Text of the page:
Investors received a dividend of 24₵ on 25 April 2019. That dividend grew from 19₵ paid on 20 January 2019.


Given these numbers, I believe Mr. Market underpriced Oracle at $54.4 a share on 22 May 2019. Oracle could be the best value investment because it is obscure, unappreciated, and undervalued.

Facebook (NASDAQ: FB)

Facebook is the least appreciated of the FANG stocks but I think it has the most growth potential of that bunch. Impressively Facebook operates four of the world’s top 10 social media platforms, Statista estimates.

Facebook’s mega platforms are Facebook with 2.32 billion users, WhatsApp with 1.6 billion users, Facebook Messenger with 1.3 billion users and Instagram with one billion uses. Correspondingly, Facebook owns four platforms with over a billion users each.

As a consequence, Facebook has 6.22 billion users, the largest audience in history; if Statista is correct. Yet could buy a share of Facebook for $185.49 on 22 May 2019.

Best of all, Facebook Facebook makes a lot of money. Impressive financial numbers at Facebook include a gross profit of $12.261 billion on revenues of $15.077 billion on 31 March 2019. Incomes include a net income of $2.429 billion and an operating income of $3.317 billion on the same day.

High cash flow is another attractive feature on Facebook. Impressively, the operating cash flow was $9.308 billion on March 31, 2019. Additionally, the free cash flow was $5.471 billion on the same day.

Mark Zuckerberg’s social media empire pays no dividend, but it has the resources to do so. Such resources include $11.076 billion in cash and equivalents and $34.167 billion in short-term investments on 31 March 2019. Resultantly, Facebook’s cash totaled $45.243 billion on the same day.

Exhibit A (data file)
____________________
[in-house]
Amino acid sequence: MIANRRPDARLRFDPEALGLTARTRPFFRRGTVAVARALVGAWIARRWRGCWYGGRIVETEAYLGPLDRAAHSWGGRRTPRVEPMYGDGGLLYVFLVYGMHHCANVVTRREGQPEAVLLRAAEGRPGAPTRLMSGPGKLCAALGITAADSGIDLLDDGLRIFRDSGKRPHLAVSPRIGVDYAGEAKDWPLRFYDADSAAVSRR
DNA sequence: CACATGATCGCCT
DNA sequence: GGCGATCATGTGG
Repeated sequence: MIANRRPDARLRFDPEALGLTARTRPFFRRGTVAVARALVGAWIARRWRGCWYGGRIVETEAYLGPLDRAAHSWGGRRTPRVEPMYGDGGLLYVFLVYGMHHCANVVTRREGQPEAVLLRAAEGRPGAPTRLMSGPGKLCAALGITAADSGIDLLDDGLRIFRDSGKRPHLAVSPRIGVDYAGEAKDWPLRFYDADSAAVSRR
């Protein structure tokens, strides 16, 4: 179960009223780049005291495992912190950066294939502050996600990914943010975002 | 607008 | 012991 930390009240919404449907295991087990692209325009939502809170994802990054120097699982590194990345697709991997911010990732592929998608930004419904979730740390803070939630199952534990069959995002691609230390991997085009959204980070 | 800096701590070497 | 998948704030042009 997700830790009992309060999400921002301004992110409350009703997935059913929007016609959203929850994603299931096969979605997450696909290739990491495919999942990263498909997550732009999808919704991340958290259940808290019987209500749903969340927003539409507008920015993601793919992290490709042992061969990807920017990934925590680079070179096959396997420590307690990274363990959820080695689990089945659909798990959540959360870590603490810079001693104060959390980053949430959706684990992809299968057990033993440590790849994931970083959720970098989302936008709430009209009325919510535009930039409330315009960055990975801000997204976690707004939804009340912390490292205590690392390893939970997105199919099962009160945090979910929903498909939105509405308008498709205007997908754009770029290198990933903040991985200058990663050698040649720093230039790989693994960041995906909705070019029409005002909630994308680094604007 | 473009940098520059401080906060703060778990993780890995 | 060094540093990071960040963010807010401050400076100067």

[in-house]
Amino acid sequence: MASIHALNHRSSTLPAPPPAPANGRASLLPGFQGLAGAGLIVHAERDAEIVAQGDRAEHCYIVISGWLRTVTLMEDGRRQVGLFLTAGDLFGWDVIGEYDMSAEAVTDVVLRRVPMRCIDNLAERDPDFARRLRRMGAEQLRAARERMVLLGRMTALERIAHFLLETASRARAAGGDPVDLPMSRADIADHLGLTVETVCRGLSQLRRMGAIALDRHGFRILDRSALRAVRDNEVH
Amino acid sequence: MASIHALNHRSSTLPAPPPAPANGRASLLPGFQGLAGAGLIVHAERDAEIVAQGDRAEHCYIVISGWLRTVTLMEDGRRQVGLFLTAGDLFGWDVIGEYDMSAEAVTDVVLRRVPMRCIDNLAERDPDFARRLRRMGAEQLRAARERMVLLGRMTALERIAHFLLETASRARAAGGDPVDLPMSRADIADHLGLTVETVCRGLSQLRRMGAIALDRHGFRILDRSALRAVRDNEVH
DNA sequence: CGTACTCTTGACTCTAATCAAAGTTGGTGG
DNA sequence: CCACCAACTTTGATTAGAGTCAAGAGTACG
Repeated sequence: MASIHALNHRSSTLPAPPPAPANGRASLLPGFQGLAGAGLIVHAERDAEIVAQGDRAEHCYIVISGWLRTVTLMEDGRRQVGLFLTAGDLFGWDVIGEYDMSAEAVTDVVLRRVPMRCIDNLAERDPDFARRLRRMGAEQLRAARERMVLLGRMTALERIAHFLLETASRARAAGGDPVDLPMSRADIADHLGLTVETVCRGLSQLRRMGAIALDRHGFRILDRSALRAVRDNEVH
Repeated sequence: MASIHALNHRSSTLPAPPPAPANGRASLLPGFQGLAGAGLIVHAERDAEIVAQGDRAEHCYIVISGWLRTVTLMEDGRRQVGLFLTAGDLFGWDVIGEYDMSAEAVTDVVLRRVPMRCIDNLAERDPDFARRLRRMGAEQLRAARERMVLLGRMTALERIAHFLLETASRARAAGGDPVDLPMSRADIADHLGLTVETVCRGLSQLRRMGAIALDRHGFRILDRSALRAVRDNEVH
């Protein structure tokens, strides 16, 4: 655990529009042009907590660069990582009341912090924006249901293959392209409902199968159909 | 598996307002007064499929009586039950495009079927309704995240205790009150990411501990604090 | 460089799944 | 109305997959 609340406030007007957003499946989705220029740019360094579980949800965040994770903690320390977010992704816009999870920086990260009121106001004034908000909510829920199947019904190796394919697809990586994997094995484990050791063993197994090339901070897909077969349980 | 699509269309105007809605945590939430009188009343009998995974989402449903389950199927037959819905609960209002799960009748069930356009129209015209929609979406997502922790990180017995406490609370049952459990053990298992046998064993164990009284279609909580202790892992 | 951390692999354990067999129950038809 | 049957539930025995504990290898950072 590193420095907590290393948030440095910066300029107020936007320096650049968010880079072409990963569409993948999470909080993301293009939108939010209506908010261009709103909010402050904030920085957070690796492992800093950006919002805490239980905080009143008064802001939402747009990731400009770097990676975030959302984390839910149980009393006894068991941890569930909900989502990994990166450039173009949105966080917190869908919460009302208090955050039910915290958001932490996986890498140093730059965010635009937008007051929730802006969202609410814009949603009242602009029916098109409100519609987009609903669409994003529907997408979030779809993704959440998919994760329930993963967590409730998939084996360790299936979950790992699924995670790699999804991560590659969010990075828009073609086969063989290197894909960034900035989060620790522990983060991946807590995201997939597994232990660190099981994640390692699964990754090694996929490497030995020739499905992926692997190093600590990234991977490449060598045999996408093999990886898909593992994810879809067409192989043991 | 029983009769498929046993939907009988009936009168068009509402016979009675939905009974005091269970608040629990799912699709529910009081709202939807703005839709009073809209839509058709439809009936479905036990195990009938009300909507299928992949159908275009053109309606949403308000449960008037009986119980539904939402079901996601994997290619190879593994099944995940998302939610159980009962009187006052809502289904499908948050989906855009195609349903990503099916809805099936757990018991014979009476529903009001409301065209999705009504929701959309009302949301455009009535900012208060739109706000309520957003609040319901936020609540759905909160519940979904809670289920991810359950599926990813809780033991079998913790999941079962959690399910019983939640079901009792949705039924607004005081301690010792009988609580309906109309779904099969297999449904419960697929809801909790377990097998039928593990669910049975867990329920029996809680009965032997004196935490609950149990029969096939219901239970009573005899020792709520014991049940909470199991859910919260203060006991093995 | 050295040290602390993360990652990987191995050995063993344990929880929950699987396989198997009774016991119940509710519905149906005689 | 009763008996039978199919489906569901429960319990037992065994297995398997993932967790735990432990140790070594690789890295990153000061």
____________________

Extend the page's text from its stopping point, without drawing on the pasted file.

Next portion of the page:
All this makes Facebook an undervalued and cash-rich company with vast amounts of growth potential, I think.

How to Use the NAMPOF

Please note: I intend the NAMPOF as a suggestion and food for thought. Please, undertake your own research and think for yourself when investing.

Investors should understand that there are many other potential value tech investments out there including Electronic Arts Inc. (NASDAQ: EA) these days. Given these circumstances, I think Silicon Valley is becoming a value hunters’ paradise for those willing to look carefully.

Daniel Jennings Daniel G. Jennings has been a professional writer for over two decades. He has written extensively on business, technology, economics, finance, financial technology, banking, investment, market, stock market, political, philosophical, historical, and other subjects. Jennings’ favorite subjects include; retail, cryptocurrency, crypto-assets, blockchain, the stock market, international politics, history, and American politics. In addition, Jennings has written hundreds of freelance articles and blog posts for an incredible variety of clients. Jennings currently writes most of the content for the Market Mad House blog, which he maintains. Jennings has a bachelor’s degree in history and an MBA. Jennings lives and works in Colorado, USA. Besides writing Jennings has worked as a journalist, an editor, an accounts-payable-professional, and at many part-time jobs.